a medical report that discusses malaria symptoms

Malaria Symptoms

Malaria is a disease most commonly caused by a bite from a female Anopheles mosquito. The parasite that causes this disease is found in the saliva of the mosquito. When a person is bitten by an infected mosquito, the saliva makes its way into the bloodstream and then to the liver. Once the disease has made its way to the liver, it matures and reproduces.

What are the symptoms of malaria?

Early stages of malaria often feature high fever, moderate to severe chills, and prolific sweating caused by a falling body temperature. Other symptoms may include severe headache, muscle aches, vomiting, diarrhea, backache, a dry cough, and an enlarged spleen.

If you have malaria, it may seem like you have the flu at first, because the symptoms are similar. Sometimes malaria may cause anemia or jaundice. The symptoms usually begin about 10 days after being bitten by an infected mosquito, but they can take as long as four weeks or up to a year to manifest; it all depends on the severity of the case and whether the parasite remains dormant. A parasite may remain dormant in someone’s liver for quite some time.

The result of a case of severe malaria is severe sickness that may include seizures and even a coma. There is also the possibility of death.

Who is at risk?

Malaria has been found in 99 countries, but it is primarily found in tropical climates in which mosquitoes thrive. Seventeen countries account for 80% of malaria cases. Africa has the greatest risk, but Southeast Asia, South America, and other tropical areas are also a high threat of the disease.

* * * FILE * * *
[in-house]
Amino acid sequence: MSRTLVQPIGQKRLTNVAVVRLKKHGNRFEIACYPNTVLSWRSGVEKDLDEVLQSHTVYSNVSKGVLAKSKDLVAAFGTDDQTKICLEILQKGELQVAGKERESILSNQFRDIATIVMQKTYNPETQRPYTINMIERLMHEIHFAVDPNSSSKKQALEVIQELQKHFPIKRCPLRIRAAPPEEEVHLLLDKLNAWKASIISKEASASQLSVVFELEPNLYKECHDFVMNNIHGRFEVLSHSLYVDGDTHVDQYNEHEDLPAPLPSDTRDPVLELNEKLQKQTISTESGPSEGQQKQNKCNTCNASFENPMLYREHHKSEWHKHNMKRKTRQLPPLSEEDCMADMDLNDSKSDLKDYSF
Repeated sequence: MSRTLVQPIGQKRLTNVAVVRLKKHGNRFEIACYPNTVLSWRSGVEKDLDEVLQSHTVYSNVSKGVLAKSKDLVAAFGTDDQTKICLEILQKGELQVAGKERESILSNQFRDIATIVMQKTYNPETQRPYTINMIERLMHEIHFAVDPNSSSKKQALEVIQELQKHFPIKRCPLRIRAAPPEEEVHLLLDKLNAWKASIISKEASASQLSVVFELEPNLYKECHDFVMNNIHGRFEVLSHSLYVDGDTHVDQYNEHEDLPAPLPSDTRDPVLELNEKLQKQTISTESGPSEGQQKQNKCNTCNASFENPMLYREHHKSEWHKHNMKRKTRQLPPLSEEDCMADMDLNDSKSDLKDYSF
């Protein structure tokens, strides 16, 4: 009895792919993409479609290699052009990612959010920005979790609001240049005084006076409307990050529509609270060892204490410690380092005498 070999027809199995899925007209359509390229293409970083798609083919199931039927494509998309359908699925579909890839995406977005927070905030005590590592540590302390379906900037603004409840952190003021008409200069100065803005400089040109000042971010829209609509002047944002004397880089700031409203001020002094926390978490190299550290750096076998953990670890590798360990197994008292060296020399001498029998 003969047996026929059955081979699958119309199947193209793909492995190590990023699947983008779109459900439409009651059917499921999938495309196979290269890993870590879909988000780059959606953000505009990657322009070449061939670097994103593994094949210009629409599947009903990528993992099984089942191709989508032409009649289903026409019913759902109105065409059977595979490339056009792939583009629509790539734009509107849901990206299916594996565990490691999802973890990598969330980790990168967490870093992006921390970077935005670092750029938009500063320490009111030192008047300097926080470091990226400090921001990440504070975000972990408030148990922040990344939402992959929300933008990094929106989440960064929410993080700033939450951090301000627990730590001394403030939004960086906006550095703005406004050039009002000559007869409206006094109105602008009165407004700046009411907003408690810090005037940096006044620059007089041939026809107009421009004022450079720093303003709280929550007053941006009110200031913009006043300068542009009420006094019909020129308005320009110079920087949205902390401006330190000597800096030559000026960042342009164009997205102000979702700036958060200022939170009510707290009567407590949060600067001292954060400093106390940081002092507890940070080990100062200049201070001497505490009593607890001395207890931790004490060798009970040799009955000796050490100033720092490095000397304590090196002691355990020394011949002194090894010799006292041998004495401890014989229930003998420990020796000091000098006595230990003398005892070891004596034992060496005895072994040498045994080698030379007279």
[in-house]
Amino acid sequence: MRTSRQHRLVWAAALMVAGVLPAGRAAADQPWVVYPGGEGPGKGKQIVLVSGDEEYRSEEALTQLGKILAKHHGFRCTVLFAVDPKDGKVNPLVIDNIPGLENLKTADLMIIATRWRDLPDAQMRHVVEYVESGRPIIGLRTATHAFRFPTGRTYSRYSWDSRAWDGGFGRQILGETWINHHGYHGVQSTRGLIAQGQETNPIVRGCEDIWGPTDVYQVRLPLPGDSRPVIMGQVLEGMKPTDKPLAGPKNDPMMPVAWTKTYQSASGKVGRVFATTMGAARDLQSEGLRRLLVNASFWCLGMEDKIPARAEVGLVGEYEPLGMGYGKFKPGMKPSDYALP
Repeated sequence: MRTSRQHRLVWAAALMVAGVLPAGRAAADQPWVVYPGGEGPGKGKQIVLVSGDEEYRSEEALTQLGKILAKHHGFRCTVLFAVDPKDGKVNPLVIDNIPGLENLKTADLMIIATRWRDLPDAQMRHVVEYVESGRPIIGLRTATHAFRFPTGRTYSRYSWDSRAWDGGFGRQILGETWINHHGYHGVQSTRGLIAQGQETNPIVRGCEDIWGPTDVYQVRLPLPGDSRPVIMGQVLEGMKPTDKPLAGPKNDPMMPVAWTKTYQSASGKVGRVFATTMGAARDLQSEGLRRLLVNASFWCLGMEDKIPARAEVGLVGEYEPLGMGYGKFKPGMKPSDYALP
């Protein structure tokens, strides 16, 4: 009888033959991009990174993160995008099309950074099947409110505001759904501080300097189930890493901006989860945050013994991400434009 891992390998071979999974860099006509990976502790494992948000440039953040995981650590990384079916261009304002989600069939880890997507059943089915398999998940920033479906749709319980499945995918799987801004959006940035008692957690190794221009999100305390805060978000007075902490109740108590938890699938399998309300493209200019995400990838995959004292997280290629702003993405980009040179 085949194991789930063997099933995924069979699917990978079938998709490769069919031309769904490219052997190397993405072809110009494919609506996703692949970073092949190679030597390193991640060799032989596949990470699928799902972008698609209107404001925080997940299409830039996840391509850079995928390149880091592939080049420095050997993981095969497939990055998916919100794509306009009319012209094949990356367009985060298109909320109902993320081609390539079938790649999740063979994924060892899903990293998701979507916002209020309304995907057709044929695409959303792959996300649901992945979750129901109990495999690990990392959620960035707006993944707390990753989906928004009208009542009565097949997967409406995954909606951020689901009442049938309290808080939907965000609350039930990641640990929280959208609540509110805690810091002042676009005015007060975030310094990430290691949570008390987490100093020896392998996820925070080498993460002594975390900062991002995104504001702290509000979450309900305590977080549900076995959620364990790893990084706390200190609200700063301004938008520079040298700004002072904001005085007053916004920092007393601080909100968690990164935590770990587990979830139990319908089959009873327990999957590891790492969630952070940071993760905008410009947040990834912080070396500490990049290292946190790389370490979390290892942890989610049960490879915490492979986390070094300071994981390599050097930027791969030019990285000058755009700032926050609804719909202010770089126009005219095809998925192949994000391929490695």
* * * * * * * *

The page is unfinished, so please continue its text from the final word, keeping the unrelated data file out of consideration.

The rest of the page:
It is estimated that more than 3 billion people may be in danger of contacting malaria every year. Since malaria is found in red blood cells, an infected person can also give the disease to someone else via a transfusion, shared needle, or transplant. It is also possible for a pregnant mother to pass along the disease to her unborn infant.

What is the treatment for malaria?

Malaria is considered curable if it is diagnosed and caught early enough. If you think you may have malaria, see a doctor or go to a hospital. Your doctor will have your blood checked for the disease. Medical treatments include chloroquine, quinine, and Coartem. If it isn’t a severe case, then it may be treated in an outpatient setting. However, people experiencing severe cases are hospitalized.

How can malaria be prevented?

If you are traveling to a country in which there is a higher risk for malaria, it is advised to take anti-malarial medications at least two weeks before going. While there, always wear protective clothing and use an insect repellent.

Last Updated: February 10, 2016